Mental Health Issues 30%.   This is the toughest issue to confront, both collectively and individually, and the most complex, but our focus here is very narrow:  mental health and violence.  Statistics show (sorry I can’t cite specifics right now) that the vast majority of crimes are not committed by the mentally ill; and the vast majority of the mentally ill do not commit crimes.  The best predictor of violence by any person is a history of violent behavior.  But the Tucson and Newtown shooters had no previous history of violence and only the Aurora shooter (as far as we know) had been diagnosed with a mental illness.  Then how can we predict and thus prevent violent behavior by the mentally ill?  We must look for indicators of mental illness and potential violence in those near to us, and take action when needed.  A few profiles that may suggest future violence:  males in their 20s, those with paranoid schizophrenia with a history of violence, those with sociopath personality disorder with a history of violent, abusive or coercive behavior, and those with bipolar disorder in a manic phase.  Another potentially dangerous condition is depression in men, which on rare occasions manifests as a smoldering anger that flares into violence.   We must not ignore the fact that the vast majority of mass killers are male.  Is this surprising in a culture of male superiority and dominance that feeds the male ego and can render such things as loss of a wife or girl-friend or loss of a job as excuse for rage and vengeance?   Teach our men and boys that violence is the act of a helpless, impotent person, and going out “in a blaze of glory” is a disgustingly misnamed act that is not only desperate but cowardly.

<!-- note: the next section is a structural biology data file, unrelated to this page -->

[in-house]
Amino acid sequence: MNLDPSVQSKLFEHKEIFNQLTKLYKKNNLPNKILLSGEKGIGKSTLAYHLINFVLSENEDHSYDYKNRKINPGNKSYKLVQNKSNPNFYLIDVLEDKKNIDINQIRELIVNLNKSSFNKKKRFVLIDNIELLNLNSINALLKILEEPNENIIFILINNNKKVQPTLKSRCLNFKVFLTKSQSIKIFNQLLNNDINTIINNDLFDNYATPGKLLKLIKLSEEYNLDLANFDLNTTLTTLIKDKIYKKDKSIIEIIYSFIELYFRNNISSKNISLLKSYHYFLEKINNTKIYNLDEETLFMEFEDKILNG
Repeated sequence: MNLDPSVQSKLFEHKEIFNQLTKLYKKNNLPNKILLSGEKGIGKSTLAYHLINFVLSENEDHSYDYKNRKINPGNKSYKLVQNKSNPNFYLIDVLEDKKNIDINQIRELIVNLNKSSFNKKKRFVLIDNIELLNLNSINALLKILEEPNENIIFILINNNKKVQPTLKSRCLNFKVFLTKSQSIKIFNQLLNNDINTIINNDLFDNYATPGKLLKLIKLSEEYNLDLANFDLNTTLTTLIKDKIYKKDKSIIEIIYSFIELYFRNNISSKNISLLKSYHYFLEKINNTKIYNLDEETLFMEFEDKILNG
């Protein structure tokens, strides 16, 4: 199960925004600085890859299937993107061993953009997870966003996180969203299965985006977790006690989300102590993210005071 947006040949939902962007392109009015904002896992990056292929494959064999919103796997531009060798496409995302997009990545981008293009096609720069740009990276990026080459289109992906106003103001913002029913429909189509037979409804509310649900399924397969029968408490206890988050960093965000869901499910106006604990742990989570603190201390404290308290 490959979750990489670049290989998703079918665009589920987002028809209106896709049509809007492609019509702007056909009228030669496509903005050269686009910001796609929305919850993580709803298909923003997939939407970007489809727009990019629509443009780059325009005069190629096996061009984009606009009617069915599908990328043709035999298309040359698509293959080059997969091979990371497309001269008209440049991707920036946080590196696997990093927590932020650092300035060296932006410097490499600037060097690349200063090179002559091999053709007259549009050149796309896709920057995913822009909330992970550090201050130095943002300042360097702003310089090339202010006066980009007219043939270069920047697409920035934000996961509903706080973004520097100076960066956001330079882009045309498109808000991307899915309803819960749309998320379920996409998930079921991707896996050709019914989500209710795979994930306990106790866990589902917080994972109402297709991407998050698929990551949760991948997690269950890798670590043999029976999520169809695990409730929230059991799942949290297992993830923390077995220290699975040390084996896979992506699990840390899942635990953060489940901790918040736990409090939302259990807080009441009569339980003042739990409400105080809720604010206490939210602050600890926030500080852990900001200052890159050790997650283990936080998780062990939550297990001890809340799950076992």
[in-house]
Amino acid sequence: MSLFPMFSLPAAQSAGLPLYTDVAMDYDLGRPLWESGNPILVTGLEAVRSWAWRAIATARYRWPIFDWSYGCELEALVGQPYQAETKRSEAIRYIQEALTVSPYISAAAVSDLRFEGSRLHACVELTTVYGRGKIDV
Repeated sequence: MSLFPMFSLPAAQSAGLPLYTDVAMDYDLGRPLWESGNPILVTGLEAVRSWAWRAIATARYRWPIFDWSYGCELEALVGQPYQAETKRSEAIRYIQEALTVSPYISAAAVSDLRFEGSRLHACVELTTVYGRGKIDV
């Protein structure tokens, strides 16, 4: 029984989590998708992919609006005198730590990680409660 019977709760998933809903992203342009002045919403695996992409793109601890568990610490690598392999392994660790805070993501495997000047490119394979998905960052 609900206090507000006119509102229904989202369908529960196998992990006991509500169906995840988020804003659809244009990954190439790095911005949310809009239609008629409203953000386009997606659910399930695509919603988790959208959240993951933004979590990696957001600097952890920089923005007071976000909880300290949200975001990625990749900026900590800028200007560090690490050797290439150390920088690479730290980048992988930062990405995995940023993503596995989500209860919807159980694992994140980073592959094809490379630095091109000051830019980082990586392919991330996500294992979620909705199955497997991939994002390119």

In the end, recognizing when someone is “just not right” mentally/emotionally is the easy part.  Taking action is the hard part.  Living with or around a person who exists in a different reality and is sure there is nothing wrong with him or her can be excruciating.  A family member of one of my clients once told me, “Living with a crazy person is making me crazy!”